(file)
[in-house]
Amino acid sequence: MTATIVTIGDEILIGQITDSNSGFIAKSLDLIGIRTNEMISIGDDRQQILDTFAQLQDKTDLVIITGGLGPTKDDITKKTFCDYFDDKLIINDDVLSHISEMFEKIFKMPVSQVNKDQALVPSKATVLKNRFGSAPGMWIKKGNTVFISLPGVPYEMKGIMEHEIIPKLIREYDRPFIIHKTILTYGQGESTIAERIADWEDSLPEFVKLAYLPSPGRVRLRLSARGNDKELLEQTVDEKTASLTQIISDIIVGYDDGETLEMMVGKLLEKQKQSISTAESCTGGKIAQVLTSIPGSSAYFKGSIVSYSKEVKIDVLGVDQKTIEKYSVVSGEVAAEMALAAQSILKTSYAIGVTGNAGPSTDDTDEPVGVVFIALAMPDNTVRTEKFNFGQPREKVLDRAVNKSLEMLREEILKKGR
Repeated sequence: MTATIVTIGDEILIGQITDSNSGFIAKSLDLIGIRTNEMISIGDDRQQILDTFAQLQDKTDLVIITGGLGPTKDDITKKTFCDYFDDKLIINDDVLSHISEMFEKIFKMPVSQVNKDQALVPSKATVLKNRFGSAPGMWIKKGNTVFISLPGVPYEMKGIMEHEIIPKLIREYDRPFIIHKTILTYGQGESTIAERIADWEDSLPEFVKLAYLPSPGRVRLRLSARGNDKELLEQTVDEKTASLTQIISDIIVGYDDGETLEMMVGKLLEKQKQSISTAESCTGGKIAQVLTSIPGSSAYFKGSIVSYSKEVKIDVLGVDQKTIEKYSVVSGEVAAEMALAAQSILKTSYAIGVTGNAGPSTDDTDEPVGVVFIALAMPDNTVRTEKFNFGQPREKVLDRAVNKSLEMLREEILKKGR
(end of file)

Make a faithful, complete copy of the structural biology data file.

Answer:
[in-house]
Amino acid sequence: MTATIVTIGDEILIGQITDSNSGFIAKSLDLIGIRTNEMISIGDDRQQILDTFAQLQDKTDLVIITGGLGPTKDDITKKTFCDYFDDKLIINDDVLSHISEMFEKIFKMPVSQVNKDQALVPSKATVLKNRFGSAPGMWIKKGNTVFISLPGVPYEMKGIMEHEIIPKLIREYDRPFIIHKTILTYGQGESTIAERIADWEDSLPEFVKLAYLPSPGRVRLRLSARGNDKELLEQTVDEKTASLTQIISDIIVGYDDGETLEMMVGKLLEKQKQSISTAESCTGGKIAQVLTSIPGSSAYFKGSIVSYSKEVKIDVLGVDQKTIEKYSVVSGEVAAEMALAAQSILKTSYAIGVTGNAGPSTDDTDEPVGVVFIALAMPDNTVRTEKFNFGQPREKVLDRAVNKSLEMLREEILKKGR
Repeated sequence: MTATIVTIGDEILIGQITDSNSGFIAKSLDLIGIRTNEMISIGDDRQQILDTFAQLQDKTDLVIITGGLGPTKDDITKKTFCDYFDDKLIINDDVLSHISEMFEKIFKMPVSQVNKDQALVPSKATVLKNRFGSAPGMWIKKGNTVFISLPGVPYEMKGIMEHEIIPKLIREYDRPFIIHKTILTYGQGESTIAERIADWEDSLPEFVKLAYLPSPGRVRLRLSARGNDKELLEQTVDEKTASLTQIISDIIVGYDDGETLEMMVGKLLEKQKQSISTAESCTGGKIAQVLTSIPGSSAYFKGSIVSYSKEVKIDVLGVDQKTIEKYSVVSGEVAAEMALAAQSILKTSYAIGVTGNAGPSTDDTDEPVGVVFIALAMPDNTVRTEKFNFGQPREKVLDRAVNKSLEMLREEILKKGR